The 1573 Warsaw Confederation declared, "We swear to each other, on behalf of ourselves and our descendants, in perpetuity, under oath and pledging our faith, honor and consciences, that we who differ in matters of religion will keep the peace among ourselves, and neither shed blood on account of differences of faith, or kinds of church, nor punish one another by confiscation of goods, deprivation of honor, imprisonment or exile."

Fast forward. History intervened. History's most notorious genocide took place, largely, in Poland. The Nazi death camps were, for the most part, located in Poland: Auschwitz, Birkenau, Treblinka, Sobibor, Chelmno, Majdanek, etc.

It isn't just World War Two and the German Nazis, though, that introduced anti-Semitism to Poland. Interwar Poland, between the end of World War I in 1918 and the start of World War II in 1939, saw an upsurge of anti-Semitism. One prominent anti-Semite was the Darwin-inspired Roman Dmowski, leader of the National Democrats. Chauvinists wanted the Polish "race" to win and the Jewish "race" to depart.

What happened? People who study Polish-Jewish relations try to understand how a country that was a model of multiculturalism became less tolerant.

Citing the scholarly work of Edna Bonacich and Amy Chua, "Bieganski" offers an answer to the "what happened?" question that is not unique to Polish-Jewish relations. In fact, this pattern, of multicultural societies adopting chauvinist stances, has occurred again and again, for predictable reasons, and it is occurring today. Humanity can benefit from the historical and ethical lessons Polish-Jewish relations, properly understood, offer.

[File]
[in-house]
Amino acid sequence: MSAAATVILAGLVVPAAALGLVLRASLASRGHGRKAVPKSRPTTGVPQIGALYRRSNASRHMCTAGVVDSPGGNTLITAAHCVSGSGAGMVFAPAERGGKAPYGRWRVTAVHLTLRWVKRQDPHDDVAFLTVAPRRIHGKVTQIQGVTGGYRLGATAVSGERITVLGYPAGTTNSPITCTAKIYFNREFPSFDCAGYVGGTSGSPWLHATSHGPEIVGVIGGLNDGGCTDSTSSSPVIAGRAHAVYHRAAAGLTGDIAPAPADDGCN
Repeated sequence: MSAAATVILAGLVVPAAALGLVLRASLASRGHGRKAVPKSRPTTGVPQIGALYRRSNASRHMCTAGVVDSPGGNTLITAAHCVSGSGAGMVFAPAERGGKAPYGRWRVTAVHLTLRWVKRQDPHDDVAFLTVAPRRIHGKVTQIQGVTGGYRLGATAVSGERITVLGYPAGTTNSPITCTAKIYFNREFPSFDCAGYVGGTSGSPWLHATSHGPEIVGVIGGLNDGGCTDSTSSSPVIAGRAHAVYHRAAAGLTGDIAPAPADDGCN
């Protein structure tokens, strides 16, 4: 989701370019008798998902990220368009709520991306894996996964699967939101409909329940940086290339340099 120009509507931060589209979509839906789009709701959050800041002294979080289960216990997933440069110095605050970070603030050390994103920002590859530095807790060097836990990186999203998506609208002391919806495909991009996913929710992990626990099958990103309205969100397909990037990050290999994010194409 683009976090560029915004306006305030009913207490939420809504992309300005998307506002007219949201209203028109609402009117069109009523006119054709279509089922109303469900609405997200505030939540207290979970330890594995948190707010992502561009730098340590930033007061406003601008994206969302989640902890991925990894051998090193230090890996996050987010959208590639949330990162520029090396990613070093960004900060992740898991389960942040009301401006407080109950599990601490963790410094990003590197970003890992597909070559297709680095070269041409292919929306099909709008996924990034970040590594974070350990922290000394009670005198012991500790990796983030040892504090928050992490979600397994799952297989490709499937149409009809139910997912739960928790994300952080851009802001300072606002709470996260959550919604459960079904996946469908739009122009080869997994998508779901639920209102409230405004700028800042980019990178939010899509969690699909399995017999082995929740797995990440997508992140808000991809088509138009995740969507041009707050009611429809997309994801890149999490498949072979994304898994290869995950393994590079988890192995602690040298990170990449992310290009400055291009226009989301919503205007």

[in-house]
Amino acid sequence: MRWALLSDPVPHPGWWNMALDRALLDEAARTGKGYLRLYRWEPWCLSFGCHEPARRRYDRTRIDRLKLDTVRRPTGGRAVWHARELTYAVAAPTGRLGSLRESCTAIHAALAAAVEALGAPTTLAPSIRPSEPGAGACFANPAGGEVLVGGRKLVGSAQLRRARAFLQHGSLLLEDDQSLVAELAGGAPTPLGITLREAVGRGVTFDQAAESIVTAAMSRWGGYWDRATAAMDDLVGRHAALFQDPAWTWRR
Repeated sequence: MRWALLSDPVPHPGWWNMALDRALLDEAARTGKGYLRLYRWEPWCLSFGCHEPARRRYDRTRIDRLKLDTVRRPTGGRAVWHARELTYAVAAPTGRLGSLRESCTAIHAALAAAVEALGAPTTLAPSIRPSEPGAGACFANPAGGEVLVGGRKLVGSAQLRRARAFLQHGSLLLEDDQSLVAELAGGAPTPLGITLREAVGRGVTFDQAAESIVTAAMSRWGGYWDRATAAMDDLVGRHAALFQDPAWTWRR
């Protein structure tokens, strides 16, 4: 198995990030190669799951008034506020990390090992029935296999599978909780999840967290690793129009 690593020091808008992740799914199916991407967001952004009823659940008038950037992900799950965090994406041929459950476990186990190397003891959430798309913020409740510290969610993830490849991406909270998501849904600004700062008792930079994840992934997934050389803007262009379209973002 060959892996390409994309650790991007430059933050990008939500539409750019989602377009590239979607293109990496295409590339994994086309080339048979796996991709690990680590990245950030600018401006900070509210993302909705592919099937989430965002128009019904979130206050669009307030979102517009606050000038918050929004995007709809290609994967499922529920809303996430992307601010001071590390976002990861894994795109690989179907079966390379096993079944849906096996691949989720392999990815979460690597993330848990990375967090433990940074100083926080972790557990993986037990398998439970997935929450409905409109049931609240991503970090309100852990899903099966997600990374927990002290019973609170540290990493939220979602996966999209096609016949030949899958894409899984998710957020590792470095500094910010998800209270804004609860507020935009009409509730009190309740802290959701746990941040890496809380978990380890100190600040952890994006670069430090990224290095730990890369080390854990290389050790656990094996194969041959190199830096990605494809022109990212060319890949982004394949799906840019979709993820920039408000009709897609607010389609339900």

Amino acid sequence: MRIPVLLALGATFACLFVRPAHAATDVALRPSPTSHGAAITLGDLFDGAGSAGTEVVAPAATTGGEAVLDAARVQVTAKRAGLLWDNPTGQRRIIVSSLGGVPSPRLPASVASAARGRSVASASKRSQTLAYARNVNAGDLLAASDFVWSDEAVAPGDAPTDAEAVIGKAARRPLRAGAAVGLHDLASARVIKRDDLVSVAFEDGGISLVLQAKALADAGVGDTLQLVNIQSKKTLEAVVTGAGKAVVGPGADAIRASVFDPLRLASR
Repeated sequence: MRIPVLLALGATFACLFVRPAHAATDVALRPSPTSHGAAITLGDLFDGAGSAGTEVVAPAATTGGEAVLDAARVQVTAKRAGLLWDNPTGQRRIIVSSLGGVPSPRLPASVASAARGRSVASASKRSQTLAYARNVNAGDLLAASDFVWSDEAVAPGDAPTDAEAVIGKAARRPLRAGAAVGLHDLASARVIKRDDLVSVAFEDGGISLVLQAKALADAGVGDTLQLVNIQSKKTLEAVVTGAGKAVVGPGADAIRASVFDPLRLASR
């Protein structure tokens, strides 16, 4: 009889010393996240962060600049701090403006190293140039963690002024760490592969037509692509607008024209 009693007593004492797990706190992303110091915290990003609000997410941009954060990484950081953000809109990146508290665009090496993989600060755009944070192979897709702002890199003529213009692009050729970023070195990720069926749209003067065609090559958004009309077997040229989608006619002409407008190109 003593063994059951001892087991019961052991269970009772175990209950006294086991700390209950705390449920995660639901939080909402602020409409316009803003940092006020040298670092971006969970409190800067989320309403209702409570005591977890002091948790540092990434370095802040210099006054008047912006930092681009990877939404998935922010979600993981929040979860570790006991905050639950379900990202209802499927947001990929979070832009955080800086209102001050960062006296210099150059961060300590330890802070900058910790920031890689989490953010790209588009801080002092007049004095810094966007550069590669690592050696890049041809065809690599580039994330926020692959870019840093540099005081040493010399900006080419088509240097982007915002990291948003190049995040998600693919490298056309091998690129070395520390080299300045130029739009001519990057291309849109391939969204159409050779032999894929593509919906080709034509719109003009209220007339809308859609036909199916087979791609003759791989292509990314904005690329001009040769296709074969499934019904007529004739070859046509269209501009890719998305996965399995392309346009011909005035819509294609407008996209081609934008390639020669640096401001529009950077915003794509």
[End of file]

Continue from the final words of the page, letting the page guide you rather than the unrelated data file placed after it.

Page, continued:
Unfortunately, the two groups who tend to hog the microphone when Polish-Jewish relations are discussed in academia and in the media are not interested in advancing the human, universal search for understanding, healing, and co-existence. Rather, all too often, those who speak publicly about these matters are narrow chauvinists attempting to corner the market on national dignity and score points in a zero-sum game.

Chauvinist Poles voice a conspiracy-theory, us-against-them approach. On internet discussion boards, it is not uncommon to encounter Poles who voice the opinion that "They," "organized, wealthy Jews" control discourse. Poles, in this view, are helpless victims who can do nothing to tell their own story.

When confronted with evidence of Polish anti-Semitism, chauvinist Poles respond with three tired excuses: Poles suffered a lot during World War II, Poles produced heroes like Jan Karski, and Americans were anti-Semitic, too.

Poles did suffer a lot during World War II, Poles did produce heroes like Jan Karski, and Americans were largely anti-Semitic decades ago, but these rationales for Polish anti-Semitism are intellectually shallow and ethically bankrupt. They are not the best response to the challenge of Polish-Jewish relations. When chauvinists are the only ones representing the Polish side in public discourse, Poles inevitably come across as being a nation of chauvinists. Their effort to "protect Poland's good name" is inevitably self-defeating.